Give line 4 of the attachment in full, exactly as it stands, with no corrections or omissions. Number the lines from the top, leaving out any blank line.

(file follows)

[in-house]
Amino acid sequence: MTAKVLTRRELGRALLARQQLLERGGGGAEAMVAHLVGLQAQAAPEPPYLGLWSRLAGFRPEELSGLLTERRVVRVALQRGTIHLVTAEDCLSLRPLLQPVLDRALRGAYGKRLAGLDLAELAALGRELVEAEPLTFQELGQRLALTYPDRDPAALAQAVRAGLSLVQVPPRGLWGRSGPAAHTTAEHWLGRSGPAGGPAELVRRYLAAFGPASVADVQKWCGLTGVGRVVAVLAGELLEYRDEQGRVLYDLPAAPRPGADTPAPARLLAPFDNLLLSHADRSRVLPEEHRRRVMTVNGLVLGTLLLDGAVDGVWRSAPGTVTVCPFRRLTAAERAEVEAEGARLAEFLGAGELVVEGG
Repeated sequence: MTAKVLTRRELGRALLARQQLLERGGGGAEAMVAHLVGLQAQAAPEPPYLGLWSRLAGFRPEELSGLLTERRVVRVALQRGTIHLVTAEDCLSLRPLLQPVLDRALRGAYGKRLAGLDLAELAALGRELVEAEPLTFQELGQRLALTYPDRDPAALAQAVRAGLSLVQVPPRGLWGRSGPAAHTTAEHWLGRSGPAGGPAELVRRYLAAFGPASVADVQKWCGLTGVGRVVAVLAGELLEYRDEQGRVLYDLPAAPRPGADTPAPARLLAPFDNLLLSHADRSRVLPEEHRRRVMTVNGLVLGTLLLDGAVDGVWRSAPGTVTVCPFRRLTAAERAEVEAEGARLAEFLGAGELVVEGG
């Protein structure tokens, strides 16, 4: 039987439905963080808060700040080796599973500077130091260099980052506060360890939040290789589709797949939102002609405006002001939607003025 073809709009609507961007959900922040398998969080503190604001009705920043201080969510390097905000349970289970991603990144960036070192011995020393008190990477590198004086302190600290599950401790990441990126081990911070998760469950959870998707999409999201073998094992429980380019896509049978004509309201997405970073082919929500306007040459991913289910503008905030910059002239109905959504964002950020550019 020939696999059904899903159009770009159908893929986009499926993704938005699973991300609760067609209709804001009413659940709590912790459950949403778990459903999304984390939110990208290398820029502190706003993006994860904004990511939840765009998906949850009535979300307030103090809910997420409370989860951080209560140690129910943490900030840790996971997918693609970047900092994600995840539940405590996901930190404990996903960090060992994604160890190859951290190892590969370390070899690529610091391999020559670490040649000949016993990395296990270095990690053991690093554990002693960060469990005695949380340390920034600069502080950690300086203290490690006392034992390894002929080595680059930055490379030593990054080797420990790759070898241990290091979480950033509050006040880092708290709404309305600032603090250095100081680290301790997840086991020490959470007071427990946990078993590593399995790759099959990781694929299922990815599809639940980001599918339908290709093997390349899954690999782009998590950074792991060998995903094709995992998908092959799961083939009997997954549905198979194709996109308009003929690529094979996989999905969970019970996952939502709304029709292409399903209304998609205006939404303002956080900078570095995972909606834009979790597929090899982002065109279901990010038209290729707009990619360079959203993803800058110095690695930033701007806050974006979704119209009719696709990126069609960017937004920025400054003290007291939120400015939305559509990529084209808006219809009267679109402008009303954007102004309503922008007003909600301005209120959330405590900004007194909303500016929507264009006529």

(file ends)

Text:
């Protein structure tokens, strides 16, 4: 039987439905963080808060700040080796599973500077130091260099980052506060360890939040290789589709797949939102002609405006002001939607003025 073809709009609507961007959900922040398998969080503190604001009705920043201080969510390097905000349970289970991603990144960036070192011995020393008190990477590198004086302190600290599950401790990441990126081990911070998760469950959870998707999409999201073998094992429980380019896509049978004509309201997405970073082919929500306007040459991913289910503008905030910059002239109905959504964002950020550019 020939696999059904899903159009770009159908893929986009499926993704938005699973991300609760067609209709804001009413659940709590912790459950949403778990459903999304984390939110990208290398820029502190706003993006994860904004990511939840765009998906949850009535979300307030103090809910997420409370989860951080209560140690129910943490900030840790996971997918693609970047900092994600995840539940405590996901930190404990996903960090060992994604160890190859951290190892590969370390070899690529610091391999020559670490040649000949016993990395296990270095990690053991690093554990002693960060469990005695949380340390920034600069502080950690300086203290490690006392034992390894002929080595680059930055490379030593990054080797420990790759070898241990290091979480950033509050006040880092708290709404309305600032603090250095100081680290301790997840086991020490959470007071427990946990078993590593399995790759099959990781694929299922990815599809639940980001599918339908290709093997390349899954690999782009998590950074792991060998995903094709995992998908092959799961083939009997997954549905198979194709996109308009003929690529094979996989999905969970019970996952939502709304029709292409399903209304998609205006939404303002956080900078570095995972909606834009979790597929090899982002065109279901990010038209290729707009990619360079959203993803800058110095690695930033701007806050974006979704119209009719696709990126069609960017937004920025400054003290007291939120400015939305559509990529084209808006219809009267679109402008009303954007102004309503922008007003909600301005209120959330405590900004007194909303500016929507264009006529």